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Pope Francis waves as he celebrates the noon prayer in St. Peter's Square at the Vatican, Sunday, 23 April. Alamy Stock Photo
Synod of Bishops

Women given right to vote at upcoming meeting of Catholic Bishops

For years, women within the Catholic Church have been fighting for the right to vote at the periodic meetings.

WOMEN WILL BE given the right to vote at the upcoming meeting of bishops within the Catholic Church.

It’s part of a move to “emphasise” the role of women and young people within the Church and to give them greater decision-making responsibilities.

The Synod of Bishops is a group of Catholic bishops from all over the world who meet periodically and are seen as an advisory body to the Pope.

The Canon Law of the Catholic Church, which sets out how the Church is governed and organised, describes the Synod of Bishops as a body that assists the Pope with their counsel and “consider questions pertaining to the activity of the Church in the world”.

The upcoming Synod will be the 16th “Ordinary General Assembly” of the Synod of Bishops.

For ordinary general assemblies, a universal and contemporary theme is discussed which aims to energise the Church.

For example, the last ordinary general assembly in 2018 was commonly referred to as the “Synod on Young People” and sought to increase active participation among young people in the Church. 

Prior to that, the 2015 Synod on the Family focused on family life in the modern world and was seen as an attempt to allow divorced and remarried Catholics to participate more fully in the Church. 

At the end of ordinary general assemblies, bishops vote on proposals and pass them to the Pope, who then produces a document, called an apostolic exhortation, which takes their views into account.

The upcoming Synod has been referred to as a “Synod on Synodality”, in that it aims to alter the synodal process by which bishops pass on proposals to the Pope.

This will be done by allowing women and laypeople a vote and a greater role in this assembly.

The Synod will meet at the Vatican this year between 4-29 October, before concluding in October of next year. 

Change

Up to now, voting members of synods have been all men.

The voting members consisted of bishops and 10 elected priests.

However, in changes published by the Vatican yesterday and approved by Pope Francis, only five priests will be elected to the synod, and they will be joined by five nuns or sisters.

And while women held roles as non-voting “auditors” in past synods, the role of auditor has been done away with.

Instead, there will be a group of 70 non-bishop members chosen who can vote at the synod.

This 70-strong group will include women, priests, and laypeople from all over the world and will be chosen from a list of 140 people that will be put to bishops.

However, the Vatican has “requested that 50% of them be women and that the presence of young people also be emphasised”.

Cardinal Mario Grech is the secretary-general for the synod and speaking yesterday, he said that while the “Synod of Bishops will remain a synod of bishops”, it will now be “enriched” by broader representation of the whole church.

“As you can see, the space in the tent is being enlarged,” he added.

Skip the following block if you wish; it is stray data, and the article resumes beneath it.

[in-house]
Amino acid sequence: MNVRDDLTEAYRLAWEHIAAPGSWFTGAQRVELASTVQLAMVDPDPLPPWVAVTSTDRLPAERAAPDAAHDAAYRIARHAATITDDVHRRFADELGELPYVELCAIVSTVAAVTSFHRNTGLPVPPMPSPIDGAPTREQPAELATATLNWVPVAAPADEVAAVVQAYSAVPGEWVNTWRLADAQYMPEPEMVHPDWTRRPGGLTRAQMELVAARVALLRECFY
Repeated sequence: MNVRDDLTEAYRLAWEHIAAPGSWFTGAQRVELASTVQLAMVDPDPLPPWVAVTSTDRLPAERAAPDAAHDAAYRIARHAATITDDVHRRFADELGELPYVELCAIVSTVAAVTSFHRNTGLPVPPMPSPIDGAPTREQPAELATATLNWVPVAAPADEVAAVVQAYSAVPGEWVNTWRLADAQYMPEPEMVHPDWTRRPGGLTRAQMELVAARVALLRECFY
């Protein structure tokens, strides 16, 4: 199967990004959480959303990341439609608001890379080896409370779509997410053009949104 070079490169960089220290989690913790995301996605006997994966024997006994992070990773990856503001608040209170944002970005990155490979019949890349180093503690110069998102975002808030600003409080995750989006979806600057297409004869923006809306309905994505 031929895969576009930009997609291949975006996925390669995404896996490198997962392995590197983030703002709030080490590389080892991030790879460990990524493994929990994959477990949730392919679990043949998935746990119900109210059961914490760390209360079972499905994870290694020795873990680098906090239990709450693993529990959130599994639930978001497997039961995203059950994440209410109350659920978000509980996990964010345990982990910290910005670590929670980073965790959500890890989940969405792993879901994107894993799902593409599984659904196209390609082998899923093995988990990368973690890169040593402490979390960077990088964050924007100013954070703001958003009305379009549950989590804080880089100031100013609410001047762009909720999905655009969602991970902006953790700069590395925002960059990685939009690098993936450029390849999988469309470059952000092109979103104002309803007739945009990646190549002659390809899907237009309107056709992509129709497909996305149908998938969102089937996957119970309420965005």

Catholic women’s groups that have long criticised the Vatican for treating women as “second-class citizens” immediately praised the move as historic.

Kate McElwee of the Women’s Ordination Conference, which advocates for women’s ordination, described the move as a “significant crack in the stained-glass ceiling”.

She added that it is the “result of sustained advocacy, activism and the witness” of a campaign of Catholic women’s groups demanding the right to vote.

‘Exclusion’

As part of the upcoming synod, laypeople in congregations all around the world were consulted on the Church and were able to offer their opinions on it.

In Ireland, it was said in the national synthesis document that “special care was taken to involve those persons who may risk being excluded, such as women, members of the LGBTQI+ community, members of the Travelling community, and refugees”.

A “listening process” was also held with abuse survivors.

The report from the Irish Bishops’ Conference found an “overwhelming call for the full inclusion of LGBTQI+ people in the Church, expressed by all ages”.

While Pope Francis’ “compassionate approach” was described as “transformative and appreciated”, there were calls for an apology from the Church.

A submission from an LGBTQI+ focus group noted: “Even though the Church rarely condemns gay people these days, it indirectly creates an atmosphere where physical, psychological and emotional abuse of gay people is tolerated and even encouraged”.

And while some called for a change in Church teaching, others expressed “concern” that this would lead to the Church “conforming to secular standards”.

Meanwhile, the report noted that “the role of women in the Church was mentioned in almost every submission received”.

Some submissions also called for women to be able to enter the priesthood, a ban upheld by Pope Francis.

A call was also issued for the Church to “reflect on the injustice brought upon women by Church and State, and cultural norms in society”.

The report also described as an “open wound” the “physical, sexual and emotional abuse and its concealment by the Church in Ireland”.

The Irish Bishops’ Conference commended the report to the next phase of the upcoming synod and said it hopes the report will result in “more inclusive outreach, reaching out to those who have left the Church behind and in some cases feel excluded, forgotten or ignored”.

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